The Nigerian music industry is fast rising in standard, quality and prowess; gradually having the ability to stand side-by-side with counterparts in the international music industry, especially considering the soul penetrating outpour from prolific indigenous rappers and lyricists and high quality HD videos with captivating storylines. 


Problem 

However, in Nigeria, this impressive art into which immeasurable calories of physical and mental energy, massive financial investment and human resource has been exerted upon by artists are being enjoyed for free, all thanks to Nigeria’s influential music blogs.

Solution 

Mymusic.ng has however started to pursue that which has been an herculean task for a very long time; making it incredibly easy for Nigerians to pay for the downloads of their favorite songs. 

Meet mymusic.ng

Mymusic.ng  is a music e-commerce platform founded by three vibrant youngsters; Damola Taiwo, Tola Ogunsola and Dolapo Taiwo. They met at Babcock University while studying computer science, the area of intersection was actually their interest in music, with Dolapo being a pianist and Damola being a bassist. 

How the journey began

They initially had the idea of starting an online music store for selling Nigerian disc to people living abroad two years after their graduation in 2004, but it didn’t seem like it was going to work out well. They had cause to reunite again after the first idea fell through, but this time, with a more matured perspective and renewed vigor and determination, they started mymusic.com.


Their words

A problem that has recorded several failures will not just get its solution without several barricades. Damola Taiwo said “When Steve Jobs started iTunes, Napsters was the P2P music sharing platform everybody was using to download free music. No one ever believed that iTunes could become such a commercial success. What that taught us is that, as long as it is convenient, people don’t mind paying for digital music downloads. Granted, the tech industry in Nigeria is still very young; quite a sizeable number of consumers are yet to embrace tech. Someone in the know told me that there are no more than 200,000 Nigerians who use their debit cards online. But these are the same people who, even though they download songs for free from music blogs, will pay N50 a month for CRBTs (caller tunes). So we researched on how we can match that experience. If we could find a way to make people pay just by the click of a button, then we had a solution. The only reason why we started MyMusic was because we thought we had the solution. But it took us 3 years to come up with that solution. Damola: When Steve Jobs started iTunes, Napsters was the P2P music sharing platform everybody was using to download free music. No one ever believed that iTunes could become such a commercial success. What that taught us is that, as long as it is convenient, people don’t mind paying for digital music downloads.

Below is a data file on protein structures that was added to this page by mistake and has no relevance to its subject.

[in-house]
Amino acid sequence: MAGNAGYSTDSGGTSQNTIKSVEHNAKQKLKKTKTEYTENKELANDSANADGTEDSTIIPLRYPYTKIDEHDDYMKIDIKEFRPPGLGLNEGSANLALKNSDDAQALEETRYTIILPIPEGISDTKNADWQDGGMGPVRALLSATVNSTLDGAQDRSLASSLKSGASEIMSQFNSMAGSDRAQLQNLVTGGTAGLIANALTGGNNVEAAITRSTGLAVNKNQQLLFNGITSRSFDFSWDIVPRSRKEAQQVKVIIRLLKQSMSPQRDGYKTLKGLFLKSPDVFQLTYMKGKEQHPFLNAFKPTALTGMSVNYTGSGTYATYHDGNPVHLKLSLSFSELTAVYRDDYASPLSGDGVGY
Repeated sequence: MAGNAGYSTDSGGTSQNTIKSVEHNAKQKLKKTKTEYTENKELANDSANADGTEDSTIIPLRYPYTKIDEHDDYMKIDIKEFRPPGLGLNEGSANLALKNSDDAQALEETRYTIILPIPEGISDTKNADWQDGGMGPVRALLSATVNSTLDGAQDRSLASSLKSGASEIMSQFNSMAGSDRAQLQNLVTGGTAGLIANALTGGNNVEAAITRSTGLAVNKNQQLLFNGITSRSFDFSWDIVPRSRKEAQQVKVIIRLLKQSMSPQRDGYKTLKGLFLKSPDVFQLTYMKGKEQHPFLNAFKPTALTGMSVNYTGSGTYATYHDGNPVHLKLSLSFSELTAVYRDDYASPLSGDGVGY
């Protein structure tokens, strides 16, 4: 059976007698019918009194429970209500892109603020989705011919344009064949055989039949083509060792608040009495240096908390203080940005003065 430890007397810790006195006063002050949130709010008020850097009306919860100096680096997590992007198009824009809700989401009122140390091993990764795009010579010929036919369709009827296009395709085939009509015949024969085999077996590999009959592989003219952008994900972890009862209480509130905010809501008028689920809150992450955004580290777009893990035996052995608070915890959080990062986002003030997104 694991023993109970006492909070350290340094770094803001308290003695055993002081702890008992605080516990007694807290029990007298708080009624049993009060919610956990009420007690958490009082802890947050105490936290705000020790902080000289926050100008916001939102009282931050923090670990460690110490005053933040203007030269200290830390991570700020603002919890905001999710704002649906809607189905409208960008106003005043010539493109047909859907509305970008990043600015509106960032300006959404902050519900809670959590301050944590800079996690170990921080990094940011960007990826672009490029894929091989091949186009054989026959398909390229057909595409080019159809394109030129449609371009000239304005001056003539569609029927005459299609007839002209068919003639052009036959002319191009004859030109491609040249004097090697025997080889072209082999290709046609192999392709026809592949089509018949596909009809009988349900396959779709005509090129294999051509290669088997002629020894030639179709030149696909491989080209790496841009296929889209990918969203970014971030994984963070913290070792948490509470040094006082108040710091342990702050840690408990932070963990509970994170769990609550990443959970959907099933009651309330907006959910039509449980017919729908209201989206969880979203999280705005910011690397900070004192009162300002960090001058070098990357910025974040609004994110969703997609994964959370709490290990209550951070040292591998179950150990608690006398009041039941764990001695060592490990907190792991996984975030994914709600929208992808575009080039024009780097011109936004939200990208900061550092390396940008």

Granted, the tech industry in Nigeria is still very young; quite a sizeable number of consumers are yet to embrace tech. Someone in the know told me that there are no more than 200,000 Nigerians who use their debit cards online. But these are the same people who, even though they download songs for free from music blogs, will pay N50 a month for CRBTs (caller tunes). So we researched on how we can match that experience. If we could find a way to make people pay just by the click of a button, then we had a solution. The only reason why we started MyMusic was because we thought we had the solution.

But it took us 3 years to come up with that solution. Now you can press a button and the song is sent directly to your phone, N30 is deducted from your airtime and you receive an SMS receipt with a link to re-download the song if it fails.”

Their endeavor has brought about an intersection of three key sectors in the country: Entertainment, technology and communication. Tola Ogunsola , the C.E.O says “It’s almost like we are a unification of 3 different industries; music, tech and communications. You could also add payments into that mix. So for a typical everyday user that lands on MyMusic, from point zero to download, it is just 2 clicks. But for us it takes us connecting to about 5 entities, which you are not aware of. Because we have to seal so many partnerships, there is a lot of friction and so many potential points of failure. What we have going for us is that even though we all have a technology background, we’ve made a conscious effort to shift the focus from the technology to what users are used to and want.”

The keys to entrepreneurship have consistently rung the same bell at us uncountable times; problem solving, innovation, consistency and focus, only waiting for us to make a good use of them.

As we conclude

We’ll end todays brand report with Dolapo’s words “The reason why Olamide is so successful is because he is local — street ti take over. Go local but use the resources around you to do whatever you’re doing to the highest level of professionalism. If what you are doing is not part of Nigerian realities, it’s a joke. But if it can appeal to the average man on the streets , then you know that you’re doing something right. For a second, take off your tech cap and just think like a normal human being. When you do that, you start to see that things have a different view entirely. You are no more just building stuff that is high tech. You are building stuff that people need. Because at the end of the day, nobody cares whether your code is written in PHP or C#. What people care about is what problems it solves and how can it can impact the vast majority of people out there.”

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